Based on the foregoing principles, the Arbitrator is satisfied that the grievance at hand is not timely, and therefore is not arbitrable. I am compelled to accept the submission of the Corporation that the claims made on behalf of all of the employees who are the subject of the policy grievance are, at best, 24 days in excess of the time limits permitted by article 24.5 of the collective agreement. It is well settled that employees who follow a certain interpretation or view of the operation of a collective agreement cannot, by reason of a subsequent arbitration award which adopts a different interpretation, avoid the fundamental requirements of timeliness established within the terms of the collective agreement for the purposes of their own claims. That principle was reflected in CROA 1571 where the following comments appear in response to an argument by the Union that the time limits governing the grievances of employees should be taken to have commenced with the issuing of an arbitration award in which a particular employee’s claim was successful:
The Arbitrator has some difficulty with that submission. It is plainly for the employees and their Union to be vigilant to ensure that their rights under the collective agreement are not violated. The time limits established within the grievance procedure are clearly intended to promote the early identification claims adverse to the Company and to minimize the hardship of dealing with stale claims, or liability extending into an indefinite past.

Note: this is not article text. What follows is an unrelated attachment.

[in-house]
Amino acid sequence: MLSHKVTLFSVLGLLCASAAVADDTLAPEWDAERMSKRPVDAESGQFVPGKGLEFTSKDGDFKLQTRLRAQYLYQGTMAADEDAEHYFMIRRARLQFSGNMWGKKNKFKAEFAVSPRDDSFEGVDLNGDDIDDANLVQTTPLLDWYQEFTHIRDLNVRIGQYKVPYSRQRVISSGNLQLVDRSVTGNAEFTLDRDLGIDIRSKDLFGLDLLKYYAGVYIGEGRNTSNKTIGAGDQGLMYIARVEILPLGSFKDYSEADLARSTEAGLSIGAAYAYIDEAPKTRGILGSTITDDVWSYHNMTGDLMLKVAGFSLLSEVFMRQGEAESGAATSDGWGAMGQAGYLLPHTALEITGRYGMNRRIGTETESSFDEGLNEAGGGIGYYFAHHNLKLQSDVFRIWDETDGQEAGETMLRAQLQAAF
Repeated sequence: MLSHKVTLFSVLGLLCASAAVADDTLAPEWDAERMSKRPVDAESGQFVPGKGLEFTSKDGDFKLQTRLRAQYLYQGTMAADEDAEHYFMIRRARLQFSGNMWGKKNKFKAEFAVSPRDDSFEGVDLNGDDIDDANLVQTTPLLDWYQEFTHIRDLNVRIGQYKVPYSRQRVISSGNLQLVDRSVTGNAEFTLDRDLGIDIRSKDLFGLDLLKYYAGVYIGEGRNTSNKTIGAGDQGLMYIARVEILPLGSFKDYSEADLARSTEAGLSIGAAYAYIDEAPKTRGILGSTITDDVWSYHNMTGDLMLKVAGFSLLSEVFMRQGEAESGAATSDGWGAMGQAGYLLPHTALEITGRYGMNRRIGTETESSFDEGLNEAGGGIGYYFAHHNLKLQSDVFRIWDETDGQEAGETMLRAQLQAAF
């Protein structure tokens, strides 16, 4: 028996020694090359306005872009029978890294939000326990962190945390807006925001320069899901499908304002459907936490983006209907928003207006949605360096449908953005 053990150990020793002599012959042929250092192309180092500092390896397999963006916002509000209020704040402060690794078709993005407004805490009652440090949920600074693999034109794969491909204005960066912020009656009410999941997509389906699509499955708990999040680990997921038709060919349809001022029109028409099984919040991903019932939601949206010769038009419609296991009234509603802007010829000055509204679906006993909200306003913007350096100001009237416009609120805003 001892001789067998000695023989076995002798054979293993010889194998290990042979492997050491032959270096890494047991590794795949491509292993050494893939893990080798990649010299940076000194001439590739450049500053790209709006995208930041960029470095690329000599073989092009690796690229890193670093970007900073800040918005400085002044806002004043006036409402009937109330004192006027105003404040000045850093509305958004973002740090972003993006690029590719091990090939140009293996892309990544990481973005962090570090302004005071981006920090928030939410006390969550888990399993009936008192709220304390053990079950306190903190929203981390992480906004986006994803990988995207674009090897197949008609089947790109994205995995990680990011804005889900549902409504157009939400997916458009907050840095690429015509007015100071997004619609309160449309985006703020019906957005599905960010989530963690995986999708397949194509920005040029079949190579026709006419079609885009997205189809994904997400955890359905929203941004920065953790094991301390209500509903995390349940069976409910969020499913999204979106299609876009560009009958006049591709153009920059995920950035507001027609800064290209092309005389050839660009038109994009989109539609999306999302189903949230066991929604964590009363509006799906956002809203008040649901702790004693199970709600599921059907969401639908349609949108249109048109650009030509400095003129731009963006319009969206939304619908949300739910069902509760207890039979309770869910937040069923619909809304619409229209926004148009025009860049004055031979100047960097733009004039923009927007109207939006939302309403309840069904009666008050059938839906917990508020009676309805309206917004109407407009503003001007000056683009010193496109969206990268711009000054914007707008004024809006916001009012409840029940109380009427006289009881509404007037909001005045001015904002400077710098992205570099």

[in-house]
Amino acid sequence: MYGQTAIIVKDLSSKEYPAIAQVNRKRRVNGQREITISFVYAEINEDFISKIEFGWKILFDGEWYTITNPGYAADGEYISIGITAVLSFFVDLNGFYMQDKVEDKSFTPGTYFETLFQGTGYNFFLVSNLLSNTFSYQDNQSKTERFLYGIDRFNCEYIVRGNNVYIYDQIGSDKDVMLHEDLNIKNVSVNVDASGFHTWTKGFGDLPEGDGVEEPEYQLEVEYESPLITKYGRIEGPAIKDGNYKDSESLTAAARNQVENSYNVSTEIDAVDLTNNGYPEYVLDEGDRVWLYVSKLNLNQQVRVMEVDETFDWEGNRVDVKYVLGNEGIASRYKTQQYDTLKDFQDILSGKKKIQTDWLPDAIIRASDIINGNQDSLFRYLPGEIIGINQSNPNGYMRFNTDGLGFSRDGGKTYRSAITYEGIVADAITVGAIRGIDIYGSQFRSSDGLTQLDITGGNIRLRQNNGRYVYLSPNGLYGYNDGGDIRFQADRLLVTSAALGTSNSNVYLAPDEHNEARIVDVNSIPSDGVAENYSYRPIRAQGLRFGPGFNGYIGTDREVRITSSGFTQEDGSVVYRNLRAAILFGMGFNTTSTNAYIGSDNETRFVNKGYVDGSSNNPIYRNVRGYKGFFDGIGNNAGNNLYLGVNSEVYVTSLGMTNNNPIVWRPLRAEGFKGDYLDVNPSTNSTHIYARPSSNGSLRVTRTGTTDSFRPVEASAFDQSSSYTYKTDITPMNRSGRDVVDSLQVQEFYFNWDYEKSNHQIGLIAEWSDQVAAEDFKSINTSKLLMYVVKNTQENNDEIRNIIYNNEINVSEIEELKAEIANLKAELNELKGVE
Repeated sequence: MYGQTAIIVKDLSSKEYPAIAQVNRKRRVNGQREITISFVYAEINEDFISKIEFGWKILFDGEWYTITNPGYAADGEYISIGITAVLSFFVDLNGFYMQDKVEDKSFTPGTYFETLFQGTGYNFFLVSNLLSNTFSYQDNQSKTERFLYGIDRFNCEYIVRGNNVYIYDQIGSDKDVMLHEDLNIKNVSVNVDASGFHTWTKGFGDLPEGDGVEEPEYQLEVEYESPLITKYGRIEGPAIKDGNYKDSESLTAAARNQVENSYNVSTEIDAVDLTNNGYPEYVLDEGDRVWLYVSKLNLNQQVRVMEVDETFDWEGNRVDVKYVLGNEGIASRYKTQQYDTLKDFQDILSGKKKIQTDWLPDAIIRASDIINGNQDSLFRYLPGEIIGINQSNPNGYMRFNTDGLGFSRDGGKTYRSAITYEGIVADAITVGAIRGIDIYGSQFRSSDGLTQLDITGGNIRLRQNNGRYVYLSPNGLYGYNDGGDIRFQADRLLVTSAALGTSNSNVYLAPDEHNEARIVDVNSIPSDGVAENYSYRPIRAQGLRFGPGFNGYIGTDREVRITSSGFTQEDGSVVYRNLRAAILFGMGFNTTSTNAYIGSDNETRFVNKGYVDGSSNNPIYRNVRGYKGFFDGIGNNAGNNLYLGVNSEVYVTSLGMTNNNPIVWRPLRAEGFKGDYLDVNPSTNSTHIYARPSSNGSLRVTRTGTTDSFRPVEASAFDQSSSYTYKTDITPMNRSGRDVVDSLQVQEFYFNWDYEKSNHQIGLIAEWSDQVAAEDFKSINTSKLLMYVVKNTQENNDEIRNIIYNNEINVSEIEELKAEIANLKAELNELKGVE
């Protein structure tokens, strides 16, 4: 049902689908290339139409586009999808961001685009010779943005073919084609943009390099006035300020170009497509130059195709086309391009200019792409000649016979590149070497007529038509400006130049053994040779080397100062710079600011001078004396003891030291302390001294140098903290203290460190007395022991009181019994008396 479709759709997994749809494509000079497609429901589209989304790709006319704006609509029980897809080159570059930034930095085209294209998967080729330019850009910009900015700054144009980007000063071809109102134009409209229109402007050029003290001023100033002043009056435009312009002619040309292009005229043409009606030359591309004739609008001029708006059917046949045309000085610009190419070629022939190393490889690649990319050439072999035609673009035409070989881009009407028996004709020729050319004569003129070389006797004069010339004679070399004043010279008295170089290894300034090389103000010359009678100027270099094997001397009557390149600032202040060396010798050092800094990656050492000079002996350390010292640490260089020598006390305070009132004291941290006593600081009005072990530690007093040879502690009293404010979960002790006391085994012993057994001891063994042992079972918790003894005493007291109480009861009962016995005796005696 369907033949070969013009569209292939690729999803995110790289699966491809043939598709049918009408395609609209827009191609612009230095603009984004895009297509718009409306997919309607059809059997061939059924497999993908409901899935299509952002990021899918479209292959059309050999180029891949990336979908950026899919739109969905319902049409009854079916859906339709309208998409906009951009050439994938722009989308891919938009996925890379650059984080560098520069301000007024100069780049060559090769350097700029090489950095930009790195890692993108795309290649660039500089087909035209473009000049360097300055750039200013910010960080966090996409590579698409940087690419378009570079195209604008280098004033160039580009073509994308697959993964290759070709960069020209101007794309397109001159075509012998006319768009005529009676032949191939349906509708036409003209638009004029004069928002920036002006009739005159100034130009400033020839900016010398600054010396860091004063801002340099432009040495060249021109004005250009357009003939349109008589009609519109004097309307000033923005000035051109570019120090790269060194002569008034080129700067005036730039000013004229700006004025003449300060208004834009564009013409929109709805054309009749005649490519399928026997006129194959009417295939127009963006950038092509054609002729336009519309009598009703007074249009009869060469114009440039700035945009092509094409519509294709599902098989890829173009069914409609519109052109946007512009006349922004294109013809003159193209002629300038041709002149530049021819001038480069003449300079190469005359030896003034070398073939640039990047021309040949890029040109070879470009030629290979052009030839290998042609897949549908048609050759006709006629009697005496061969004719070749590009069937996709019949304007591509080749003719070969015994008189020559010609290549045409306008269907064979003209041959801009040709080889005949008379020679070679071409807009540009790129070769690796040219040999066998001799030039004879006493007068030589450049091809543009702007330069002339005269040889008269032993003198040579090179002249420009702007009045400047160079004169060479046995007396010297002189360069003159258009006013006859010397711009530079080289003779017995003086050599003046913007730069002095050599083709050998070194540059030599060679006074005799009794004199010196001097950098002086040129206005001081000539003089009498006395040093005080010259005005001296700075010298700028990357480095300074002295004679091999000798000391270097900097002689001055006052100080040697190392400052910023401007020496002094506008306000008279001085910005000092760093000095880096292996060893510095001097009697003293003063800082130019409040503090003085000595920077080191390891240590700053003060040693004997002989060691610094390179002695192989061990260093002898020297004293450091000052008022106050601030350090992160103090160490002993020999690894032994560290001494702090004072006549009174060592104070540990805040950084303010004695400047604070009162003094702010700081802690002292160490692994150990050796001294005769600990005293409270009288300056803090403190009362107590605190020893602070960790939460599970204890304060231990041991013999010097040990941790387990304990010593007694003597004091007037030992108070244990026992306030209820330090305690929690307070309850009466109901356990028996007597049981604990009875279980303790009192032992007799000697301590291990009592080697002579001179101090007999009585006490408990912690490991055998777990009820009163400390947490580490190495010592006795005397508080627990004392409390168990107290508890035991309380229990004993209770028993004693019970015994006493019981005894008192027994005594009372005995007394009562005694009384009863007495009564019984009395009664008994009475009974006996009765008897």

In the instant case Conductor Rector exercised the care and vigilance necessary to protect his rights. The fact that other employees initially went along with the Company’s erroneous interpretation does not shelter them from the application of the time limits clearly established within the collective agreement. Nor can the Arbitrator accept the Union’s submission that the denial of the second claims refiled by the employees constitutes a fresh violation of the collective agreement from which the time limits are newly to be computed. Plainly the cause of the employees’ grievances arose when their initial claims were paid in a manner inconsistent with the provisions of the collective agreement. If the position asserted by the Union were correct there would be little finality to claims under the collective agreement. That is plainly not what the parties intended.
For these reasons the grievances must be dismissed.
Any employee who during the period of time covered by the policy grievance claimed that he or she was treated in violation of the terms of the employment security provisions by reason of the Corporation’s calling procedures was entitled to file and pursue a grievance, in a timely manner. What the Union seeks to do in the instant case is to effectively create a new timetable for grievances, purportedly based on the decision in CROA 2215. For the reasons touched upon above, neither that award nor CROA 2074 can be taken to have altered or amended the mandatory requirements of the collective agreement with respect to the timely filing and progressing of grievances. As the claims which are the subject of the policy grievance were not filed within 21 days of the cause of the grievance, as contemplated by article 24.5 of the collective agreement, or were not progressed within the prescribed time limits, as contemplated by article 24.8, they must be considered to have been dropped, and therefore not arbitrable.
For the foregoing reasons the grievance must be dismissed.
17 March 1995(signed) MICHEL G. PICHER